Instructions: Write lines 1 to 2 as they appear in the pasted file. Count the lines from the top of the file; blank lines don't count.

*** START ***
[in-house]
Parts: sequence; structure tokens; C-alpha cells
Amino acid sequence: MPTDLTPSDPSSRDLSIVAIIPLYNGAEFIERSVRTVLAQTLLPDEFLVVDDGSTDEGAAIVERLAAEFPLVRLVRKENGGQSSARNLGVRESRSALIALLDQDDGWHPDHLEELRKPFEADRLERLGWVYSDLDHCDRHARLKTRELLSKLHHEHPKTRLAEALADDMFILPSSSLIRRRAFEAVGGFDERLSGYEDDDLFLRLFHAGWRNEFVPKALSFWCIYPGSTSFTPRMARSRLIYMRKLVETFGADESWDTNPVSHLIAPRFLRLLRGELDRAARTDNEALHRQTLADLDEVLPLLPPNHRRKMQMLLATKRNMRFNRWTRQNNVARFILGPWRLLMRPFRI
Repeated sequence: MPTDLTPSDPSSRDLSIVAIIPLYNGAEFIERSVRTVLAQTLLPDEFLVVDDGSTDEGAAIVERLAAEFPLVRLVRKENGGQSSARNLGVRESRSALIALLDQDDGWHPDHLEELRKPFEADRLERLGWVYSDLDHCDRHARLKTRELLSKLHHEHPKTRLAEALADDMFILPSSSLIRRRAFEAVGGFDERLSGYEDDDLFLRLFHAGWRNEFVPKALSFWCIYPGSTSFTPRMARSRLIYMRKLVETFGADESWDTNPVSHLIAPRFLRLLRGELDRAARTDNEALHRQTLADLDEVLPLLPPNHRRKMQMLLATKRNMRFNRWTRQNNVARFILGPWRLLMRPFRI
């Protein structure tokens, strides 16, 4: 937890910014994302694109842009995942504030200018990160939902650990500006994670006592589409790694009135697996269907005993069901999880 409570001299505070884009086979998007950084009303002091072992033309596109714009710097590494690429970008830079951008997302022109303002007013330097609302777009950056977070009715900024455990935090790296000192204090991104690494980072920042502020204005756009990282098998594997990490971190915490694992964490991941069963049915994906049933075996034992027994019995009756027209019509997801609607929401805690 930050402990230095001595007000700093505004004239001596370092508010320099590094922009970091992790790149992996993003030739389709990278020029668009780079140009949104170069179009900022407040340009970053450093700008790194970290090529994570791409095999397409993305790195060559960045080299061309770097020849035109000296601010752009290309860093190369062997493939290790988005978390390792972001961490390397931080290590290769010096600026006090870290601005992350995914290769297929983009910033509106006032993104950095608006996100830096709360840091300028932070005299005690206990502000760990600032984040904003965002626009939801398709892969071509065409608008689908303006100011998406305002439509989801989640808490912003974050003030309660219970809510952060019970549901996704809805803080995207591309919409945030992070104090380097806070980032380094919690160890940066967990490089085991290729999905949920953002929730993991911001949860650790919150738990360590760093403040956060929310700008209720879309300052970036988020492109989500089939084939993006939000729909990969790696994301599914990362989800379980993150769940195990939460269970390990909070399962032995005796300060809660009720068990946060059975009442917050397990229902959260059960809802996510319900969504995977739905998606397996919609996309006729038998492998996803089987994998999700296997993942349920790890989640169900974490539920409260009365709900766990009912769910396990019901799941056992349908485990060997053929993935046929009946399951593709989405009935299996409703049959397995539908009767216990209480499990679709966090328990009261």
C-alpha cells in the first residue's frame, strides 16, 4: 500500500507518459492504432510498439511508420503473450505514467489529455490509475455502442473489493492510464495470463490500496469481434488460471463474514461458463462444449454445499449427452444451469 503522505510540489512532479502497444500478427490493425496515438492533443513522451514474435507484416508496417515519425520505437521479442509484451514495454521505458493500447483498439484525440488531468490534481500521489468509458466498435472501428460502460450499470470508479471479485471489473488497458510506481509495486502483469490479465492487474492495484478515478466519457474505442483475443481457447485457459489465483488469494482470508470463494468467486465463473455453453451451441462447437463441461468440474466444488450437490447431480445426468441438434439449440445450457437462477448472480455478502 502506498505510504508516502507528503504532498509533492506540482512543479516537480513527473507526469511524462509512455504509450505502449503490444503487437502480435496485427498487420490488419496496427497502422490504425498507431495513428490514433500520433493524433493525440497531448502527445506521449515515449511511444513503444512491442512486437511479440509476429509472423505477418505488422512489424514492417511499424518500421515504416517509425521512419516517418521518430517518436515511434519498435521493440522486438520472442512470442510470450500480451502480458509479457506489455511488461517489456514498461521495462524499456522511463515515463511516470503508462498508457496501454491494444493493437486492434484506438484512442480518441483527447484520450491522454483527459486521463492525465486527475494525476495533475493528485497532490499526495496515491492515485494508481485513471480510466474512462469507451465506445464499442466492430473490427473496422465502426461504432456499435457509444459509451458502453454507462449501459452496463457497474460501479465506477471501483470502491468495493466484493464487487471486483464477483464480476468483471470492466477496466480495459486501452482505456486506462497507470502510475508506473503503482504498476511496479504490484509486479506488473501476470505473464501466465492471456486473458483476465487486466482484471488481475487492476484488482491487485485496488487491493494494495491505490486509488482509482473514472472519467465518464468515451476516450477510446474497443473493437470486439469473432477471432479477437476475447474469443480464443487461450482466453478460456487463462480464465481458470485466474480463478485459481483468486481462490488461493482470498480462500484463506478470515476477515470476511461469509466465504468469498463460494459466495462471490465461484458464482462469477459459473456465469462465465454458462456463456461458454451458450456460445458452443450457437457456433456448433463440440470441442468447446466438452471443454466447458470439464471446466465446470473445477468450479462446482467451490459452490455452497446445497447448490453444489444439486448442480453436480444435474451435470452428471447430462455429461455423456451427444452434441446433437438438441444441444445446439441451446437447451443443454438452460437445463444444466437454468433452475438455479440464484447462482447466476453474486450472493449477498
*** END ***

[in-house]
Parts: sequence; structure tokens; C-alpha cells